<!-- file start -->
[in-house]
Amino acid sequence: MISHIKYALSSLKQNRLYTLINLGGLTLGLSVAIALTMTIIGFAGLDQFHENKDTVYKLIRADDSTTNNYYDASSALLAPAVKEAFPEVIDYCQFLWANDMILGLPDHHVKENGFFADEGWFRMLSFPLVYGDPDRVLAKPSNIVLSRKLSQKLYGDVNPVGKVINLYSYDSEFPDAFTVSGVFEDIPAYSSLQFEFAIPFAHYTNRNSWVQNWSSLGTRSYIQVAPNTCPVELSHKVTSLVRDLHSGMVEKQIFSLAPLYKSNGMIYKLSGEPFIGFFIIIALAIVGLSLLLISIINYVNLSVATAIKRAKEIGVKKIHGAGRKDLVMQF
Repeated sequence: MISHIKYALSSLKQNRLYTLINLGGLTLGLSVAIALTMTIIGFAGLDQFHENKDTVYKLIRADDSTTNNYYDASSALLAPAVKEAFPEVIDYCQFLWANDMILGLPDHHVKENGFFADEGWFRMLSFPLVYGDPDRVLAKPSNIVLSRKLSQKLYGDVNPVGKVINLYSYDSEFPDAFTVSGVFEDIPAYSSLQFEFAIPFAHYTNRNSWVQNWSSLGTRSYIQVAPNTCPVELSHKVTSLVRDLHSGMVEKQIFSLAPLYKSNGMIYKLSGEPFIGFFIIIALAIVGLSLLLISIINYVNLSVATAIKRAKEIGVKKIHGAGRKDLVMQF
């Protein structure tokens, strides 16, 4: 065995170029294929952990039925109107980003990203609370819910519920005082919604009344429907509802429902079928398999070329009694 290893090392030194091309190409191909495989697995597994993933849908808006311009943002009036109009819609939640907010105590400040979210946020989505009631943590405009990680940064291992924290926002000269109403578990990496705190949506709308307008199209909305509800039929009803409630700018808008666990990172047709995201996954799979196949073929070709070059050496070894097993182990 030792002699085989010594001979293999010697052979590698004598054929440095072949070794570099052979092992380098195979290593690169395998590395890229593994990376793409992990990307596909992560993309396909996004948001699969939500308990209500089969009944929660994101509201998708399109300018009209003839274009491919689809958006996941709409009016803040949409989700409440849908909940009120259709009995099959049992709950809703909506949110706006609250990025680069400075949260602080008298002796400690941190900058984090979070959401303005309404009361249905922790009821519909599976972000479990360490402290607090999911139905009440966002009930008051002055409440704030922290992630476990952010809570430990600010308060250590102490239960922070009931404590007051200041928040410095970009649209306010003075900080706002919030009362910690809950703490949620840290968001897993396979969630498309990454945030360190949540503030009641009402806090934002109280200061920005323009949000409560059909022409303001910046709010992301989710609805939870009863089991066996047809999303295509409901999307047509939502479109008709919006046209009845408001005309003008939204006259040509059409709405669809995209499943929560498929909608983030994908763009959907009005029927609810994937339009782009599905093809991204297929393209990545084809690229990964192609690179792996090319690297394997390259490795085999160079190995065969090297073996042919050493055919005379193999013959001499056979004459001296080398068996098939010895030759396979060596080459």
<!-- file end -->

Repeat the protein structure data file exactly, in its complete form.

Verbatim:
[in-house]
Amino acid sequence: MISHIKYALSSLKQNRLYTLINLGGLTLGLSVAIALTMTIIGFAGLDQFHENKDTVYKLIRADDSTTNNYYDASSALLAPAVKEAFPEVIDYCQFLWANDMILGLPDHHVKENGFFADEGWFRMLSFPLVYGDPDRVLAKPSNIVLSRKLSQKLYGDVNPVGKVINLYSYDSEFPDAFTVSGVFEDIPAYSSLQFEFAIPFAHYTNRNSWVQNWSSLGTRSYIQVAPNTCPVELSHKVTSLVRDLHSGMVEKQIFSLAPLYKSNGMIYKLSGEPFIGFFIIIALAIVGLSLLLISIINYVNLSVATAIKRAKEIGVKKIHGAGRKDLVMQF
Repeated sequence: MISHIKYALSSLKQNRLYTLINLGGLTLGLSVAIALTMTIIGFAGLDQFHENKDTVYKLIRADDSTTNNYYDASSALLAPAVKEAFPEVIDYCQFLWANDMILGLPDHHVKENGFFADEGWFRMLSFPLVYGDPDRVLAKPSNIVLSRKLSQKLYGDVNPVGKVINLYSYDSEFPDAFTVSGVFEDIPAYSSLQFEFAIPFAHYTNRNSWVQNWSSLGTRSYIQVAPNTCPVELSHKVTSLVRDLHSGMVEKQIFSLAPLYKSNGMIYKLSGEPFIGFFIIIALAIVGLSLLLISIINYVNLSVATAIKRAKEIGVKKIHGAGRKDLVMQF
């Protein structure tokens, strides 16, 4: 065995170029294929952990039925109107980003990203609370819910519920005082919604009344429907509802429902079928398999070329009694 290893090392030194091309190409191909495989697995597994993933849908808006311009943002009036109009819609939640907010105590400040979210946020989505009631943590405009990680940064291992924290926002000269109403578990990496705190949506709308307008199209909305509800039929009803409630700018808008666990990172047709995201996954799979196949073929070709070059050496070894097993182990 030792002699085989010594001979293999010697052979590698004598054929440095072949070794570099052979092992380098195979290593690169395998590395890229593994990376793409992990990307596909992560993309396909996004948001699969939500308990209500089969009944929660994101509201998708399109300018009209003839274009491919689809958006996941709409009016803040949409989700409440849908909940009120259709009995099959049992709950809703909506949110706006609250990025680069400075949260602080008298002796400690941190900058984090979070959401303005309404009361249905922790009821519909599976972000479990360490402290607090999911139905009440966002009930008051002055409440704030922290992630476990952010809570430990600010308060250590102490239960922070009931404590007051200041928040410095970009649209306010003075900080706002919030009362910690809950703490949620840290968001897993396979969630498309990454945030360190949540503030009641009402806090934002109280200061920005323009949000409560059909022409303001910046709010992301989710609805939870009863089991066996047809999303295509409901999307047509939502479109008709919006046209009845408001005309003008939204006259040509059409709405669809995209499943929560498929909608983030994908763009959907009005029927609810994937339009782009599905093809991204297929393209990545084809690229990964192609690179792996090319690297394997390259490795085999160079190995065969090297073996042919050493055919005379193999013959001499056979004459001296080398068996098939010895030759396979060596080459």